Each year, the Ugandan economy loses over UGX 2 trillion (US$550 million) in illicit financial flows (IFFs), including corruption, money laundering, organized crime, trade misinvoicing, and tax evasion. The recurrent theme across all these sources of illicit money is that criminals and corrupt government officials use companies and other types of legal entities as vehicles to mask their identity and hide their ill-gotten gains both in Uganda and across the financial centres of the world.
The lack of information on company ownership handicaps the Ugandan government’s ability to successfully track these criminal actors and recover valuable tax revenue. This concept of identifying the individual that truly owns, controls and economically benefits from a company or legal entity is termed ‘beneficial ownership’ (BO) transparency. Globally, beneficial ownership transparency has emerged as a critical tool to unmask criminals and curb the use of anonymous companies as vehicles for illicit activity.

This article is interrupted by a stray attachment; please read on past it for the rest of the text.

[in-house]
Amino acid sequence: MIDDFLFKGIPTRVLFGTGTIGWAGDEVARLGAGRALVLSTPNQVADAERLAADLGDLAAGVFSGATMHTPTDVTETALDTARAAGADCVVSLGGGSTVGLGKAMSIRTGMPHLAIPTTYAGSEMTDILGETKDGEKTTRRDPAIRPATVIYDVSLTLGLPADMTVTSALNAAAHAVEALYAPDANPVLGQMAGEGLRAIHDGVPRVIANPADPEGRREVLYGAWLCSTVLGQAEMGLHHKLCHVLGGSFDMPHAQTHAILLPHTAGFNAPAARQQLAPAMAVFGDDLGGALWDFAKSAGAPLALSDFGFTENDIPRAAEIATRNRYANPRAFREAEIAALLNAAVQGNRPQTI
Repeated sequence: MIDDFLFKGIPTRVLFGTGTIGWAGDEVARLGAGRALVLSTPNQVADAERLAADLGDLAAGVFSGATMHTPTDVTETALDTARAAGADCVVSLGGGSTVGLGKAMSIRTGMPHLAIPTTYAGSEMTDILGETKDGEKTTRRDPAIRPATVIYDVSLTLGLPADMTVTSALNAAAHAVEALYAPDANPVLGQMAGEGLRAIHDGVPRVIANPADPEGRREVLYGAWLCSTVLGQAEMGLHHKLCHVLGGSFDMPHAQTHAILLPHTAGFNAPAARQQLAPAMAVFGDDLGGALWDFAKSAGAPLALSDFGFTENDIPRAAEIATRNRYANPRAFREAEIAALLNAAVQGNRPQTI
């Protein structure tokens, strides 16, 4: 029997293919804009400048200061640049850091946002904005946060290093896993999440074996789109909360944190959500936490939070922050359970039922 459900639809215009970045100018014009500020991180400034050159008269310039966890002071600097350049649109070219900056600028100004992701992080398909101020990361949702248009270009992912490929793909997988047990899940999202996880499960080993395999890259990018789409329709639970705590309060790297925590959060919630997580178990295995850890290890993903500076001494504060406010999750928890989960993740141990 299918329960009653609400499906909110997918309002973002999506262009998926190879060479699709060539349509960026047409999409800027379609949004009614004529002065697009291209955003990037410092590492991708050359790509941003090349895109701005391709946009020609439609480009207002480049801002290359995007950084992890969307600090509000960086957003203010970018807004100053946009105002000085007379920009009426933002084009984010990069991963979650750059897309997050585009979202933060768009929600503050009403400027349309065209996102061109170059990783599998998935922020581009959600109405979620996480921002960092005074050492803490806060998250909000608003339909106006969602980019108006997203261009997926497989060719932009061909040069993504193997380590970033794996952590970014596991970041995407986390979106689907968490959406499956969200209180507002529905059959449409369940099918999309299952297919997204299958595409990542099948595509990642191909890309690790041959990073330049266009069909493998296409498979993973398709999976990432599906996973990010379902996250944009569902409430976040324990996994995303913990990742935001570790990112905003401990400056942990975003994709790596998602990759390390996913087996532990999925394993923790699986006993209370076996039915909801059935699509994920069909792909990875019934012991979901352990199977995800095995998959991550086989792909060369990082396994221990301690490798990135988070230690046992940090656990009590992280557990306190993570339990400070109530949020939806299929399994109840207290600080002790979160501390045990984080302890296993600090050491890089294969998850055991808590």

In this report, GFI and ACODE examine a series of case examples where Ugandan and other African government officials used shell companies and offshore trusts to stash and hide their wealth to demonstrate how the failure to collect beneficial ownership information is frequently exploited by individuals looking for a convenient way to move illicit proceeds and hide their criminal activity. Using these case studies, in addition to benchmarking examples from beneficial ownership legislation in other African countries, this report provides a guide for the implementation of a strong beneficial ownership law in the Ugandan context.